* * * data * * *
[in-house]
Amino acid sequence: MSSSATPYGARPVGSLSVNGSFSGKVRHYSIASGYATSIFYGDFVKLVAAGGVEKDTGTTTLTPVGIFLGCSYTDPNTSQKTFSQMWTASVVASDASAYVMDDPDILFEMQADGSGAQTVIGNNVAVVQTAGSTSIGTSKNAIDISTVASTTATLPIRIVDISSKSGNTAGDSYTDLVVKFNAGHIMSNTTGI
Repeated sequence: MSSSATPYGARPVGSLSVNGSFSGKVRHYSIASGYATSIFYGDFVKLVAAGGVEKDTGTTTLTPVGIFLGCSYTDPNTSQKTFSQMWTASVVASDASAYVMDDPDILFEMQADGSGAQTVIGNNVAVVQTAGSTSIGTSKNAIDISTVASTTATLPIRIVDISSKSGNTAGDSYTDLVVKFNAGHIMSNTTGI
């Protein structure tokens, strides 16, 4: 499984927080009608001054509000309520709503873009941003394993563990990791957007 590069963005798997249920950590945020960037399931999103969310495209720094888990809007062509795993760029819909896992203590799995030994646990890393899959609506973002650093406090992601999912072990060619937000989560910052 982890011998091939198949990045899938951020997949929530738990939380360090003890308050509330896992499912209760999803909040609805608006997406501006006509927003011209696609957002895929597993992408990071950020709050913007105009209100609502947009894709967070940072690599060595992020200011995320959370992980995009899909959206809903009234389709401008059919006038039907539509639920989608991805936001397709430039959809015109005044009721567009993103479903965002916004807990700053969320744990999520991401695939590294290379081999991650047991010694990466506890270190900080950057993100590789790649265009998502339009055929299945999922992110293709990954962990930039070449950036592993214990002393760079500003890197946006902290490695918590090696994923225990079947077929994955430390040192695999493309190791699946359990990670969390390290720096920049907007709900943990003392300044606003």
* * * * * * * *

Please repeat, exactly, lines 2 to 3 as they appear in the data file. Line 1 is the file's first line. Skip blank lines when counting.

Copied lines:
Amino acid sequence: MSSSATPYGARPVGSLSVNGSFSGKVRHYSIASGYATSIFYGDFVKLVAAGGVEKDTGTTTLTPVGIFLGCSYTDPNTSQKTFSQMWTASVVASDASAYVMDDPDILFEMQADGSGAQTVIGNNVAVVQTAGSTSIGTSKNAIDISTVASTTATLPIRIVDISSKSGNTAGDSYTDLVVKFNAGHIMSNTTGI
Repeated sequence: MSSSATPYGARPVGSLSVNGSFSGKVRHYSIASGYATSIFYGDFVKLVAAGGVEKDTGTTTLTPVGIFLGCSYTDPNTSQKTFSQMWTASVVASDASAYVMDDPDILFEMQADGSGAQTVIGNNVAVVQTAGSTSIGTSKNAIDISTVASTTATLPIRIVDISSKSGNTAGDSYTDLVVKFNAGHIMSNTTGI